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N2 - Abstract Virtual working arrangements have become an important component of the operating model for healthcare service businesses to consider for a variety of reasons, including recruitment of top talent, effective deployment of workforce, and reduction in operational overhead. Concomitant with this evolving pattern of organizational structure, there has been debate in the literature contrasting the effectiveness of virtual teams to the effectiveness of co-located (face-to-face) teams. While virtual-team-focused literature has recently begun to concentrate on virtual leadership attributes versus task-orientation and/or technology, little research has been conducted to more fully understand the impact of emotional intelligence on the overall work engagement of virtual teams within a healthcare service entity. This study examined the impact of 26 virtual leaders’ emotional intelligence, as assessed by the Mayer-Salovey-Caruso Emotional Intelligence Test (MSCEIT), on the overall work engagement of 107 virtual team members measured through Utrecht’s Work Engagement Scale (UWES). As hypothesized, a positive and significant correlation was found between the overall emotional intelligence of the leader and the overall work engagement of virtual team members, as well as, with the dimensions of vigor and dedication. No significant correlation was found with the dimension of absorption.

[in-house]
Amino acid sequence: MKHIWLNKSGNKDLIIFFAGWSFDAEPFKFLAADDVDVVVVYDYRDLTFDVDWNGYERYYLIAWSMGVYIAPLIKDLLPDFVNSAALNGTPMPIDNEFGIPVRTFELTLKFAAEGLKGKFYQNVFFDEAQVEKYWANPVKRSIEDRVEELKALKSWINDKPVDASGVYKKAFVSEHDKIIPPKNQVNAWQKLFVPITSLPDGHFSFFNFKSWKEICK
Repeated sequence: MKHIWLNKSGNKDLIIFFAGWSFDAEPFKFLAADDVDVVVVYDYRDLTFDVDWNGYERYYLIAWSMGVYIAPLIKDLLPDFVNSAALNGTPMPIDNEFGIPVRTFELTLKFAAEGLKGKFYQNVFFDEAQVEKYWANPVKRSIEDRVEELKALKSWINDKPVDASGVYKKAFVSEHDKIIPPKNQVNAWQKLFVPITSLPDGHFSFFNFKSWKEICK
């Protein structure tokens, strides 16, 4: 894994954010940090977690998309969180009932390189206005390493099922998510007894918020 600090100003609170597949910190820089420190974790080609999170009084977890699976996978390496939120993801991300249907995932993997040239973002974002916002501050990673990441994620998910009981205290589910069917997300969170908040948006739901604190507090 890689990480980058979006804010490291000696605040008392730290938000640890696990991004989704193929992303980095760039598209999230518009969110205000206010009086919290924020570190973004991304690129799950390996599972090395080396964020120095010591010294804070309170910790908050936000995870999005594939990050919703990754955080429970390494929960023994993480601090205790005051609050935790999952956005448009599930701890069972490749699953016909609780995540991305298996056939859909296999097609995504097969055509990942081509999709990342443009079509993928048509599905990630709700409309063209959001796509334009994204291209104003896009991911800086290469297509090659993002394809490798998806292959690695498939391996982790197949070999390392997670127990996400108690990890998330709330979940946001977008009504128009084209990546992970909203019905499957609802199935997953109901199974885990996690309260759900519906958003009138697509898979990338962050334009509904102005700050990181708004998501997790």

AB - Abstract Virtual working arrangements have become an important component of the operating model for healthcare service businesses to consider for a variety of reasons, including recruitment of top talent, effective deployment of workforce, and reduction in operational overhead. Concomitant with this evolving pattern of organizational structure, there has been debate in the literature contrasting the effectiveness of virtual teams to the effectiveness of co-located (face-to-face) teams. While virtual-team-focused literature has recently begun to concentrate on virtual leadership attributes versus task-orientation and/or technology, little research has been conducted to more fully understand the impact of emotional intelligence on the overall work engagement of virtual teams within a healthcare service entity. This study examined the impact of 26 virtual leaders’ emotional intelligence, as assessed by the Mayer-Salovey-Caruso Emotional Intelligence Test (MSCEIT), on the overall work engagement of 107 virtual team members measured through Utrecht’s Work Engagement Scale (UWES). As hypothesized, a positive and significant correlation was found between the overall emotional intelligence of the leader and the overall work engagement of virtual team members, as well as, with the dimensions of vigor and dedication. No significant correlation was found with the dimension of absorption.